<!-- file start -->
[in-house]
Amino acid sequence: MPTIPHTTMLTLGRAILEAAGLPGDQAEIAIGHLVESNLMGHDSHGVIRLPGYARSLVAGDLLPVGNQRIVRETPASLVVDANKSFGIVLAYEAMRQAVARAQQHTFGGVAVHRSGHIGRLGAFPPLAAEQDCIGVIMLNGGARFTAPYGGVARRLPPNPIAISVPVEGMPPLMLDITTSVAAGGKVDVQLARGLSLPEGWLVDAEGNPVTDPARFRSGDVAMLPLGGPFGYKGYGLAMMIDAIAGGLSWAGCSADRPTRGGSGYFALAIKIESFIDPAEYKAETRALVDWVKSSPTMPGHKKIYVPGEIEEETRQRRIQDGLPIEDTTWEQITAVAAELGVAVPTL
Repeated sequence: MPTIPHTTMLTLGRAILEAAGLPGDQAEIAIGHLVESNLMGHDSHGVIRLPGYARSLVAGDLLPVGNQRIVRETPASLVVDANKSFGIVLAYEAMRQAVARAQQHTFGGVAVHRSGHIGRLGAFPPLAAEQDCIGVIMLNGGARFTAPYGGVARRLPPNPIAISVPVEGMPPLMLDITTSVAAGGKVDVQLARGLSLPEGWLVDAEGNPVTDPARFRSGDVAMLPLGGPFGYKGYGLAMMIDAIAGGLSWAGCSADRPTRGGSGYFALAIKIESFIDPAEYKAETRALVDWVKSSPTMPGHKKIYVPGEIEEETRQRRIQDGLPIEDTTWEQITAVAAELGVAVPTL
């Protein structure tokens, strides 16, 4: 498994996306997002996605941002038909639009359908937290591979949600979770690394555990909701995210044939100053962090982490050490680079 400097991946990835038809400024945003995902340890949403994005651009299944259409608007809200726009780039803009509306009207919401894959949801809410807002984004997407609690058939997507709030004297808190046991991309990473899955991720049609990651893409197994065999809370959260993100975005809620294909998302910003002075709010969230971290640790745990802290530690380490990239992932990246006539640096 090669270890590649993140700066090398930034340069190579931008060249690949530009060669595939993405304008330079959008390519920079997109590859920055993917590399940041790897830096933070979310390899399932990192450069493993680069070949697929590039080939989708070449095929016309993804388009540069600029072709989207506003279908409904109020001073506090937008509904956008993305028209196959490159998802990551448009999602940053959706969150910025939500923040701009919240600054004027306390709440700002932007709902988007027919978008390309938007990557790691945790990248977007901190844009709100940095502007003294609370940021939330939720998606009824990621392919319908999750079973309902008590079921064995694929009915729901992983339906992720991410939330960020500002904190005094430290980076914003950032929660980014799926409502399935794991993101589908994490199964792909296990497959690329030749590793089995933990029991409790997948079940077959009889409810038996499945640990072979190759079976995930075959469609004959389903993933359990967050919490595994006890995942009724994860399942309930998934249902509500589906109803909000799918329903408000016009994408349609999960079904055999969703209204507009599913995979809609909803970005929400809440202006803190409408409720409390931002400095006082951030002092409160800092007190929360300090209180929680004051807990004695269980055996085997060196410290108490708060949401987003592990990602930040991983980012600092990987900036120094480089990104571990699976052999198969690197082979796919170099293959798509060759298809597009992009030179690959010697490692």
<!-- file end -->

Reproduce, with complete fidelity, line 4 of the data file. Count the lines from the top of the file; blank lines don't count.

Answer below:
């Protein structure tokens, strides 16, 4: 498994996306997002996605941002038909639009359908937290591979949600979770690394555990909701995210044939100053962090982490050490680079 400097991946990835038809400024945003995902340890949403994005651009299944259409608007809200726009780039803009509306009207919401894959949801809410807002984004997407609690058939997507709030004297808190046991991309990473899955991720049609990651893409197994065999809370959260993100975005809620294909998302910003002075709010969230971290640790745990802290530690380490990239992932990246006539640096 090669270890590649993140700066090398930034340069190579931008060249690949530009060669595939993405304008330079959008390519920079997109590859920055993917590399940041790897830096933070979310390899399932990192450069493993680069070949697929590039080939989708070449095929016309993804388009540069600029072709989207506003279908409904109020001073506090937008509904956008993305028209196959490159998802990551448009999602940053959706969150910025939500923040701009919240600054004027306390709440700002932007709902988007027919978008390309938007990557790691945790990248977007901190844009709100940095502007003294609370940021939330939720998606009824990621392919319908999750079973309902008590079921064995694929009915729901992983339906992720991410939330960020500002904190005094430290980076914003950032929660980014799926409502399935794991993101589908994490199964792909296990497959690329030749590793089995933990029991409790997948079940077959009889409810038996499945640990072979190759079976995930075959469609004959389903993933359990967050919490595994006890995942009724994860399942309930998934249902509500589906109803909000799918329903408000016009994408349609999960079904055999969703209204507009599913995979809609909803970005929400809440202006803190409408409720409390931002400095006082951030002092409160800092007190929360300090209180929680004051807990004695269980055996085997060196410290108490708060949401987003592990990602930040991983980012600092990987900036120094480089990104571990699976052999198969690197082979796919170099293959798509060759298809597009992009030179690959010697490692």